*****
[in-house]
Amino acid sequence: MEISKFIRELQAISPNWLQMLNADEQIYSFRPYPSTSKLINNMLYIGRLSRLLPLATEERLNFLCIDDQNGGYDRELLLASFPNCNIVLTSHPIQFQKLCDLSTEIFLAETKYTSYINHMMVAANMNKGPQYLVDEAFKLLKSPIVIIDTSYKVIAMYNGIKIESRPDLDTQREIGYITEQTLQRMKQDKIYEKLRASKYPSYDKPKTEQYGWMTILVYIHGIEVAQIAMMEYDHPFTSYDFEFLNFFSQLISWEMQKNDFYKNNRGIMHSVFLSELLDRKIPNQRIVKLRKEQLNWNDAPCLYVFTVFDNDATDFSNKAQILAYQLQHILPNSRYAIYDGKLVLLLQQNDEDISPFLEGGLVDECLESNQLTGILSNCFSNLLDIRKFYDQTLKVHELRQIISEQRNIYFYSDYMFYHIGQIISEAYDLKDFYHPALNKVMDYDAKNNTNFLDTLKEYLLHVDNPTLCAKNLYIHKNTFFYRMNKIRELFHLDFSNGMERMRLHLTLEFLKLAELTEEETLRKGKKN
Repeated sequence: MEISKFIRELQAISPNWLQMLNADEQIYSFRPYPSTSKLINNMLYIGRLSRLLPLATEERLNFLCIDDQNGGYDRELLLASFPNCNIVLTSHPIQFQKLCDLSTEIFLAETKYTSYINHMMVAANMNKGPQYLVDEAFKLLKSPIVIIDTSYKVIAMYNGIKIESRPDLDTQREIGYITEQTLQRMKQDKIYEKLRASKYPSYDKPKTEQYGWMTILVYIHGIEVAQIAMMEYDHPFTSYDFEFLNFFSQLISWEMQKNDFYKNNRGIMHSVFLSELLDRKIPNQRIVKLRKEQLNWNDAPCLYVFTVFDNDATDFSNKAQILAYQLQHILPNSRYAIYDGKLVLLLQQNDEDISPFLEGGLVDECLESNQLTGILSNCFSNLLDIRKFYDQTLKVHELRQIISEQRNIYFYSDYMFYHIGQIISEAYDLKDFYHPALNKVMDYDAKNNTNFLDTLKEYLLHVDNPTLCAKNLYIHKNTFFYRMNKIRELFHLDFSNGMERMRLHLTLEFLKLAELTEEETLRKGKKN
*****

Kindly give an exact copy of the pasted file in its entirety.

[in-house]
Amino acid sequence: MEISKFIRELQAISPNWLQMLNADEQIYSFRPYPSTSKLINNMLYIGRLSRLLPLATEERLNFLCIDDQNGGYDRELLLASFPNCNIVLTSHPIQFQKLCDLSTEIFLAETKYTSYINHMMVAANMNKGPQYLVDEAFKLLKSPIVIIDTSYKVIAMYNGIKIESRPDLDTQREIGYITEQTLQRMKQDKIYEKLRASKYPSYDKPKTEQYGWMTILVYIHGIEVAQIAMMEYDHPFTSYDFEFLNFFSQLISWEMQKNDFYKNNRGIMHSVFLSELLDRKIPNQRIVKLRKEQLNWNDAPCLYVFTVFDNDATDFSNKAQILAYQLQHILPNSRYAIYDGKLVLLLQQNDEDISPFLEGGLVDECLESNQLTGILSNCFSNLLDIRKFYDQTLKVHELRQIISEQRNIYFYSDYMFYHIGQIISEAYDLKDFYHPALNKVMDYDAKNNTNFLDTLKEYLLHVDNPTLCAKNLYIHKNTFFYRMNKIRELFHLDFSNGMERMRLHLTLEFLKLAELTEEETLRKGKKN
Repeated sequence: MEISKFIRELQAISPNWLQMLNADEQIYSFRPYPSTSKLINNMLYIGRLSRLLPLATEERLNFLCIDDQNGGYDRELLLASFPNCNIVLTSHPIQFQKLCDLSTEIFLAETKYTSYINHMMVAANMNKGPQYLVDEAFKLLKSPIVIIDTSYKVIAMYNGIKIESRPDLDTQREIGYITEQTLQRMKQDKIYEKLRASKYPSYDKPKTEQYGWMTILVYIHGIEVAQIAMMEYDHPFTSYDFEFLNFFSQLISWEMQKNDFYKNNRGIMHSVFLSELLDRKIPNQRIVKLRKEQLNWNDAPCLYVFTVFDNDATDFSNKAQILAYQLQHILPNSRYAIYDGKLVLLLQQNDEDISPFLEGGLVDECLESNQLTGILSNCFSNLLDIRKFYDQTLKVHELRQIISEQRNIYFYSDYMFYHIGQIISEAYDLKDFYHPALNKVMDYDAKNNTNFLDTLKEYLLHVDNPTLCAKNLYIHKNTFFYRMNKIRELFHLDFSNGMERMRLHLTLEFLKLAELTEEETLRKGKKN